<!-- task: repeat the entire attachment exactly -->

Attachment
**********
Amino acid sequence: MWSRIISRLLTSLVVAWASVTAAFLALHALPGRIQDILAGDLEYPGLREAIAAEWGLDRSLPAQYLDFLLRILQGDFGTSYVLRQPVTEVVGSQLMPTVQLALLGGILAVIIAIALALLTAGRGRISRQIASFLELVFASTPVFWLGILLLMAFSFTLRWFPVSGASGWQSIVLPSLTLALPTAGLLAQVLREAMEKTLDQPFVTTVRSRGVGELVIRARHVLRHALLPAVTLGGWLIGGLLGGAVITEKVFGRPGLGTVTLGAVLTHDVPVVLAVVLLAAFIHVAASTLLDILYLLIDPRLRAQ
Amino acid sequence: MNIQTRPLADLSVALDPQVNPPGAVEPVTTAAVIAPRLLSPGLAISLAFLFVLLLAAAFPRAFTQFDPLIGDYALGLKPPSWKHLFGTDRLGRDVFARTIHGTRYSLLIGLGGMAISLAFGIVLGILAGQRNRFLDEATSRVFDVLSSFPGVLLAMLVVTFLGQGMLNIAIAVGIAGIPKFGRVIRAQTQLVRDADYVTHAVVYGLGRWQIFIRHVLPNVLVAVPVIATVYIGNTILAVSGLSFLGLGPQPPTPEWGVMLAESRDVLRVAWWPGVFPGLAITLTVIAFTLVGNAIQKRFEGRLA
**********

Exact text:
Amino acid sequence: MWSRIISRLLTSLVVAWASVTAAFLALHALPGRIQDILAGDLEYPGLREAIAAEWGLDRSLPAQYLDFLLRILQGDFGTSYVLRQPVTEVVGSQLMPTVQLALLGGILAVIIAIALALLTAGRGRISRQIASFLELVFASTPVFWLGILLLMAFSFTLRWFPVSGASGWQSIVLPSLTLALPTAGLLAQVLREAMEKTLDQPFVTTVRSRGVGELVIRARHVLRHALLPAVTLGGWLIGGLLGGAVITEKVFGRPGLGTVTLGAVLTHDVPVVLAVVLLAAFIHVAASTLLDILYLLIDPRLRAQ
Amino acid sequence: MNIQTRPLADLSVALDPQVNPPGAVEPVTTAAVIAPRLLSPGLAISLAFLFVLLLAAAFPRAFTQFDPLIGDYALGLKPPSWKHLFGTDRLGRDVFARTIHGTRYSLLIGLGGMAISLAFGIVLGILAGQRNRFLDEATSRVFDVLSSFPGVLLAMLVVTFLGQGMLNIAIAVGIAGIPKFGRVIRAQTQLVRDADYVTHAVVYGLGRWQIFIRHVLPNVLVAVPVIATVYIGNTILAVSGLSFLGLGPQPPTPEWGVMLAESRDVLRVAWWPGVFPGLAITLTVIAFTLVGNAIQKRFEGRLA